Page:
Investment projects delayed but not cancelled at Prinzhorn Group

The Austrian producer Prinzhorn Group (Hambuger Recycling, Hamburger Containerboard, Dunapck Packaging) has production sites all over Europe. After six months of Covid-19, Cord Prinzhorn, CEO of Prinzhorn Group, takes a look back on the impact of the Corona crisis on his day-to-day operations as well as on the company’s strategic projects.

Overall, Prinzhorn Group is doing quite well. Important projects were implemented despite Corona-related delays and a decline in sales. “Although we have up to 20 percent lower sales, we are much closer to the budget in terms of earnings,” Prinzhorn said.

Due to the broad customer portfolio with more than 25,000 packaging customers – 75% of which are served as local customers around the packaging plants – Corona-related market changes could be softened or compensated. The increased online trade and 70% of all customers being in the food sector also ensured a solid utilization of the packaging companies.

“Since our three divisions are interconnected in all 16 countries, we have a good overview of the entire recycling-cycle. In this way, a targeted response to market changes through risk diversification was achieved. This resulted in sustainable and stable development,” says Prinzhorn.

Prinzhorn is particularly pleased with the fact that corrugated packaging, in line with the environmental trend, is preferred by the end customers. In Prinzhorn Group, new packaging paper is exclusively made from paper for recycling.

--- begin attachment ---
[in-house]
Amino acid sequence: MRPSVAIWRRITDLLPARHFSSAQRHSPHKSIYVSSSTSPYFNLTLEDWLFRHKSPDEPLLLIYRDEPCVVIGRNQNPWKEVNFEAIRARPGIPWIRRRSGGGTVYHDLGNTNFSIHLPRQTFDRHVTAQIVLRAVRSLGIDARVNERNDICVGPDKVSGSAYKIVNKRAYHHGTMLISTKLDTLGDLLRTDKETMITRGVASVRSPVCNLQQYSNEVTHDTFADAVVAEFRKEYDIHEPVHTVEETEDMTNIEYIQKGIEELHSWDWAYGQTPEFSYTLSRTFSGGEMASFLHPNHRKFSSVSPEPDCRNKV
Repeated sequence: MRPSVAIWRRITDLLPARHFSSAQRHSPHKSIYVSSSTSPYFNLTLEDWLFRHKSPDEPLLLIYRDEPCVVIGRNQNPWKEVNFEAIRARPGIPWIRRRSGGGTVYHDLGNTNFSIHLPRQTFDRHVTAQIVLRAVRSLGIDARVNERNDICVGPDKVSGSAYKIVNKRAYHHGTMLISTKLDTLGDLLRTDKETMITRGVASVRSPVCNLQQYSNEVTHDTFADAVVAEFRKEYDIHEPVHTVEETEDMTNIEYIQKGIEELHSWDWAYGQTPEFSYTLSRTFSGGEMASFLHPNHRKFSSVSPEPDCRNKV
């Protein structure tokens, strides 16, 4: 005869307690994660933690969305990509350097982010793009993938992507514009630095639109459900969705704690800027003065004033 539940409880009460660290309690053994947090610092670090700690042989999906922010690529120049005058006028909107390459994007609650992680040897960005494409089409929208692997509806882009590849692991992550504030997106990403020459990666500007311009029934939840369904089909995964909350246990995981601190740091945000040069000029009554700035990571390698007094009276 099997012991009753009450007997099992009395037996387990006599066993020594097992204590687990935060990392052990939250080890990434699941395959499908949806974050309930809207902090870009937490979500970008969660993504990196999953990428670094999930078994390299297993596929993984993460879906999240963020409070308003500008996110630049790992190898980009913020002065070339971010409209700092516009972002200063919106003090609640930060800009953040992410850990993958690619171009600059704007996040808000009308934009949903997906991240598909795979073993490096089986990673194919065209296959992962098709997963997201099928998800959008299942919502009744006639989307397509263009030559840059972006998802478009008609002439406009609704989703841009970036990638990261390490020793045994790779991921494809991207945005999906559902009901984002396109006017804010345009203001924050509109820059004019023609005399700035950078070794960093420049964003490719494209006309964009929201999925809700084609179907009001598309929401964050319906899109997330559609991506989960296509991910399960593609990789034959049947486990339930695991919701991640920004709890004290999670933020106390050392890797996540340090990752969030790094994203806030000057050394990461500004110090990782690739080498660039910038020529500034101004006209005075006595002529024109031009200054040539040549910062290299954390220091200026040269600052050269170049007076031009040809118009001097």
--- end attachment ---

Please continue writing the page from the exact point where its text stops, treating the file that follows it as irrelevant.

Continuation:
With the “Grow2030 Strategy” and the associated goal of doubling the Group on the basis of 2015 until 2030, the company consistently grows through acquisitions, expansion and greenfield projects. Recent examples of this are new corrugated plants in Poland and Romania. With the integration of the divisions packaging, paper and recycling, the group stands on three solid legs.

Cord Prinzhorn: “Of course there are also countries where we have had difficulties. For example, the construction of our new paper machine in Spremberg near Dresden was delayed. This is not pleasing for a EUR 370-million-euro project, but we simply have to deal with it in times like this.”

From Prinzhorn’s point of view, stable management, long-term thinking and low turnover among employees make a significant contribution to the company’s success. His father Thomas Prinzhorn laid the foundation for the sustainable expansion of the group. In recent years, nine out of ten euros earned were reinvested in the company. With a modern machinery, secured liquidity and 9,800 highly motivated employees, the company sees itself well positioned for the coming months. During the most difficult months of the crisis, Prinzhorn Group managed to operate without short time work in 15 out of the 16 countries. Only at one location in Germany this measure was necessary.

“Long-term thinking towards our employees and stakeholders is of vital importance to us as a family business. We can build on this, especially in difficult times,” says Cord Prinzhorn.